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Linn Energy, LLC Message Board

  • rlp2451 rlp2451 Feb 4, 2013 11:03 AM Flag

    I think Sand an I agree for once

    Re: Hydrogen

    But we haven't answered my question:

    If hydrogen powered vehicles become economical (and at-home fueling stations can be made available as well), what happens to the oil market? Natural gas MAY be used to generate hydrogen, but that it not the ONLY method, so would NG markets suffer too?

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    • "Natural gas MAY be used to generate hydrogen, but that it not the ONLY method"

      It's the most efficient method and is the method used for 95% of hydrogen production.
      Other methods are more inefficient (require higher energy inputs)
      Sand will tell you that the waterfall in his backyard can provide all America's hydrogen needs, however not everyone has niagara falls in their back yard.

      Since energy is lost in the conversion from NG to hydrogen, we'd do better to simply burn the NG in vehicles directly rather than convert it into hydrogen as an intermediate step.
      Bottom line: mass use of hydrogen vehicles would increase consumption of fossil fuels and emission of greenhouse gases.

      • 1 Reply to lizahuang54321
      • Wrong....maybe.

        You do not get it. And the reason that you do not get it is because you are used to thinking about natural gas and that it must be delivered to where it is going and that is NOT the case with Hydrogen because it is very easy to make right at the point of sale.

        "It's the most efficient method and is the method used for 95% of hydrogen production."

        Only about 4& is now made by electrolisis......BUT if you make it on site what will you not need in cost .....the cost of pipelines......There is no delivery restriction. There is no delivery cost.

        It is easy enough to make that most 8th graders have made it with their chem teachers and there are now containerized commercial units that are available for fueling at gas stations and they even have options for the power source.

        So keep repeating and calling all the names you like but when you decide to go read about it....

        I posted the model number yesterday so that you and all your pipeline buddies can go look at what will probably really be the way Hydrogen is made on site....even though only 4% is made by electrolisis now.....and there is a reason that is the ppercentage now.. many hydrogen powered vehicles do you see in your neighborhood?....None yet?

    • We usually do not agree....but for a good reason(s).

      Cogitate on this one:

      Submarines are powered by onboard nuclear power just like your utility....but i do not thing you need to worry too much about running your car on uranium just yet....George Jetson.

      Maybe hydrogen running cars are a decade or two away?
      Maybe something else by then?

      Home hydrogen conversions for fueling of propane run homes are really pretty easy.

    • The only economically viable supply is natural gas reformation. Over 50% of American homes have natural gas infrastructure.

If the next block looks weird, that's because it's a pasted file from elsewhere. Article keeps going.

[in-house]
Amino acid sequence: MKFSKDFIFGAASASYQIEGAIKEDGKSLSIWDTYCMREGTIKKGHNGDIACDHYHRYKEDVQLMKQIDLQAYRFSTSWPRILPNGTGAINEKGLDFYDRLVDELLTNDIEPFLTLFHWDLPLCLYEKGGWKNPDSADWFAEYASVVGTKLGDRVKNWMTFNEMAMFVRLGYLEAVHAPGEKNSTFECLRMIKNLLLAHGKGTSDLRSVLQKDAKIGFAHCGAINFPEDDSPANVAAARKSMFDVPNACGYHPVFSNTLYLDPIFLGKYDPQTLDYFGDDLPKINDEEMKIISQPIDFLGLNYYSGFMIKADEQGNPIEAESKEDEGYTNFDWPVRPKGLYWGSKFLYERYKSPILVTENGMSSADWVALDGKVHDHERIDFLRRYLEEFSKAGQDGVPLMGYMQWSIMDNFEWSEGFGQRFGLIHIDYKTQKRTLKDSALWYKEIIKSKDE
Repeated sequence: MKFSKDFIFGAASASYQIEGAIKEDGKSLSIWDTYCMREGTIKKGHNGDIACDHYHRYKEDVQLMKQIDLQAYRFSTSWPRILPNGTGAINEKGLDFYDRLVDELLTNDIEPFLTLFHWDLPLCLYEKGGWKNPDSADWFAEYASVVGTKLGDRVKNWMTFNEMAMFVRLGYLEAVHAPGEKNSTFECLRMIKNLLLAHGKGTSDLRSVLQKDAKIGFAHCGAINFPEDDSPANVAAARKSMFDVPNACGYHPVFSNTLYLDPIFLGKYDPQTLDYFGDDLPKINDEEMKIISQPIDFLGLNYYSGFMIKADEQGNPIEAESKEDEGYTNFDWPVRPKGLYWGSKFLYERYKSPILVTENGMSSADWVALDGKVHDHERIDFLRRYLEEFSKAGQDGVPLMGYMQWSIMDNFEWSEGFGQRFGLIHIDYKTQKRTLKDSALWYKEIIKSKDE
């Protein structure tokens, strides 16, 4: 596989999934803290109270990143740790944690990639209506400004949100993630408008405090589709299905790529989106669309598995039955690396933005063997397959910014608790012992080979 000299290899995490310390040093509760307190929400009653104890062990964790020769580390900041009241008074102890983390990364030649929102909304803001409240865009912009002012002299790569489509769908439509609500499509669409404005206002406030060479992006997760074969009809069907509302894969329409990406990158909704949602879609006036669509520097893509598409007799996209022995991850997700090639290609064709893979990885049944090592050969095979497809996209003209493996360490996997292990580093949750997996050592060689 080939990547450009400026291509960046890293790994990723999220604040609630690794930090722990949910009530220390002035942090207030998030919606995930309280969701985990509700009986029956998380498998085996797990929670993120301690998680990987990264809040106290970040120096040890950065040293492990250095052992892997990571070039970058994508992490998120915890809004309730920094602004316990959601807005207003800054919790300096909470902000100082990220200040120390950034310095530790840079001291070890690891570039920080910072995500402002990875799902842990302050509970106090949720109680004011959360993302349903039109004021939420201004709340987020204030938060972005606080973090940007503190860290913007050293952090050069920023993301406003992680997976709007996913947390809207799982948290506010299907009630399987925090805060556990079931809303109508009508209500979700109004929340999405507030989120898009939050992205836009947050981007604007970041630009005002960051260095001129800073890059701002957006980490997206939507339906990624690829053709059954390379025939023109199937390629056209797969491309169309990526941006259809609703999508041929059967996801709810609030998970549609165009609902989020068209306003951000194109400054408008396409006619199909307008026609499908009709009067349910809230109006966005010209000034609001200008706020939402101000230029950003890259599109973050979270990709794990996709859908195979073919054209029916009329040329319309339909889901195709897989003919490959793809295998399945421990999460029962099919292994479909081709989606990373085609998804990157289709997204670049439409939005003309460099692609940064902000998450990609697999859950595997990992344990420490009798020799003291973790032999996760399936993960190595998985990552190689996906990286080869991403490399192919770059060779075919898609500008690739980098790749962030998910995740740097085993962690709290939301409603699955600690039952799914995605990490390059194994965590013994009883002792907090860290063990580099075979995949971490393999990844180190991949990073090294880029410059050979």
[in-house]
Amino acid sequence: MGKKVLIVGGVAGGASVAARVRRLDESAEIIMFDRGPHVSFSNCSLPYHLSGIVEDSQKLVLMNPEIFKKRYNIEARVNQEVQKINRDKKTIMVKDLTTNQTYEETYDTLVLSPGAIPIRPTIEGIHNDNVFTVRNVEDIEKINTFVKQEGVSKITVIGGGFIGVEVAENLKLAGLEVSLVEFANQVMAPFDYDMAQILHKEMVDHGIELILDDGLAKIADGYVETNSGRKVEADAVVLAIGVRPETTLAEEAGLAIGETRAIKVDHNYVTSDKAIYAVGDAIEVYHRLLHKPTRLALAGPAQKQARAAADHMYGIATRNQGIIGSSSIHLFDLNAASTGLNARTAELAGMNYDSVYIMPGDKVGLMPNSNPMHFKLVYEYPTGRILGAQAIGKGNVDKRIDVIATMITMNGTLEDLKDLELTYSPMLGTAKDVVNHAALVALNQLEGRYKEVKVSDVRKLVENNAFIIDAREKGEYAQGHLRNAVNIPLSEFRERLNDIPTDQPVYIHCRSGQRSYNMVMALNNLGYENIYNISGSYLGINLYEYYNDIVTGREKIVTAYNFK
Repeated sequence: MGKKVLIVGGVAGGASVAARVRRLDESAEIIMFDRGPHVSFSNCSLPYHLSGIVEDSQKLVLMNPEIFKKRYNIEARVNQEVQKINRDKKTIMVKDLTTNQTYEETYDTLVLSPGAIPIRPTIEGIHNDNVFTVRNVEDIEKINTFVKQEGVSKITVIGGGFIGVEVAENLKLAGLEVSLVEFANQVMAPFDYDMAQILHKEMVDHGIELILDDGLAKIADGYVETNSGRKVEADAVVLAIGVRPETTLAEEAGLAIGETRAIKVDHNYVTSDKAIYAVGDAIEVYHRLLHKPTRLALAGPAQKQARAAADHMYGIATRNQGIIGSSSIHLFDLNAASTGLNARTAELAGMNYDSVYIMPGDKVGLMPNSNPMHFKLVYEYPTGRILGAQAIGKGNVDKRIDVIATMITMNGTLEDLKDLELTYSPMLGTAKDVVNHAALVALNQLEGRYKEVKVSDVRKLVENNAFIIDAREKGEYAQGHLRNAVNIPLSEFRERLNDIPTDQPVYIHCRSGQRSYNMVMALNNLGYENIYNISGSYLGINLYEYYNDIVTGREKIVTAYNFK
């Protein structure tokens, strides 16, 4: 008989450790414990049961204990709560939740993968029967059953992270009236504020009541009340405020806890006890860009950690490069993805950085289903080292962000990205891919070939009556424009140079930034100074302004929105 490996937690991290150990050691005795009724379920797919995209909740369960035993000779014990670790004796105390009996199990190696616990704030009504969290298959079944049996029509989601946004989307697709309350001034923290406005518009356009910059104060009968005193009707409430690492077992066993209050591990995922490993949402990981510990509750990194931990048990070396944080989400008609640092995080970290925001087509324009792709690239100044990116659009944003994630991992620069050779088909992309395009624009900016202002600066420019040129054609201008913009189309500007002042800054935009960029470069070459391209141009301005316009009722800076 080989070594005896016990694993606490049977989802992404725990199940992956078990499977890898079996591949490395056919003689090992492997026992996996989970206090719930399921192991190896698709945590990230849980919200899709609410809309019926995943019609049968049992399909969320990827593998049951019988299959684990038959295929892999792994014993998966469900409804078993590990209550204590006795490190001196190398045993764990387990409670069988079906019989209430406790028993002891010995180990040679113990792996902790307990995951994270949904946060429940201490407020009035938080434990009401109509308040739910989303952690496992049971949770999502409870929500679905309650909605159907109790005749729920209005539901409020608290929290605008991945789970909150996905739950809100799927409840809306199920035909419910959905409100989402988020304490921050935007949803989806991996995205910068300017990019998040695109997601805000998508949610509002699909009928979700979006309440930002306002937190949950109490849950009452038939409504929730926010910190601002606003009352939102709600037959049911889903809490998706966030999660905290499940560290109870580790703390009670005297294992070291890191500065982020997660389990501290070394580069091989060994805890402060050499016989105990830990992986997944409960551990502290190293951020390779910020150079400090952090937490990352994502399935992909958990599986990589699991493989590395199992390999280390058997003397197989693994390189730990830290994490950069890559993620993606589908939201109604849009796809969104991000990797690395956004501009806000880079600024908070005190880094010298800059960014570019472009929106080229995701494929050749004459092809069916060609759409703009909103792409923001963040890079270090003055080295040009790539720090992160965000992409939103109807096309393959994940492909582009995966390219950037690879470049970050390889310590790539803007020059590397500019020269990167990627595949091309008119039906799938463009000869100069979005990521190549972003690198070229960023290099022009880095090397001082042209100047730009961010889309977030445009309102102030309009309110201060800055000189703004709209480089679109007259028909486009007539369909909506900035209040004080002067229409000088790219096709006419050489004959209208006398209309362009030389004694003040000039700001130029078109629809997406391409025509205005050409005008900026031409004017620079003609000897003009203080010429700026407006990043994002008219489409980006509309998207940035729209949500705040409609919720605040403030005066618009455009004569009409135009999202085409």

Toyota is looking to vault batteries and even the internal combustion ng car with the ng fuel cell.

      BMW and Toyota have finalized a deal for the future of each automaker's hydrogen fuel cell technology.

      The agreement will mean BMW licenses future fuel cell technology from Toyota, and marks the latest point in the two automakers' recent cooperations.

      BMW will begin developing a prototype fuel cell vehicle in 2015, for the potential market release of a production car in 2020, says the Nikkei (via Automotive News).

      The German luxury automaker has previously experimented with hydrogen in internal combustion engines, but is set to expand its portfolio with a fuel-cell vehicle--the likes of which Toyota has been continually developing for several years now.

      Most recently, Toyota revealed the FCV-R concept. A midsize vehicle with a Prius-like silhouette (but typical concept car detailing), the FCV-R is touted for production some time in 2015. Range is said to be around 435 miles, and it would cost in the region of $50,000.

      BMW's hydrogen vehicle will sit among a range of increasingly innovative efficient vehicles--including a three-cylinder turbocharged engine set to feature in the MINI and some smaller BMWs, the i8 plug-in hybrid sports car, and the i3 electric car--which BMW recently confirmed will get a motorcycle engine-based range-extended option.

      The fuel cell plan isn't the first time BMW and Toyota have signed a technology-sharing agreement. Previous deals include the sharing of diesel engine technology, and batteries with lithium-air technology, now confirmed by both manufacturers.

      The deal will also include a sports car, likely to form the basis of the next Celica or Supra model, and next BMW Z4. The current agreement has finalized plans put in place after the two companies signed a memorandum of understanding in June last year.

      So maybe it is not so bad Obama gives 123Battery $250 million in our money and then sells the technology to China.

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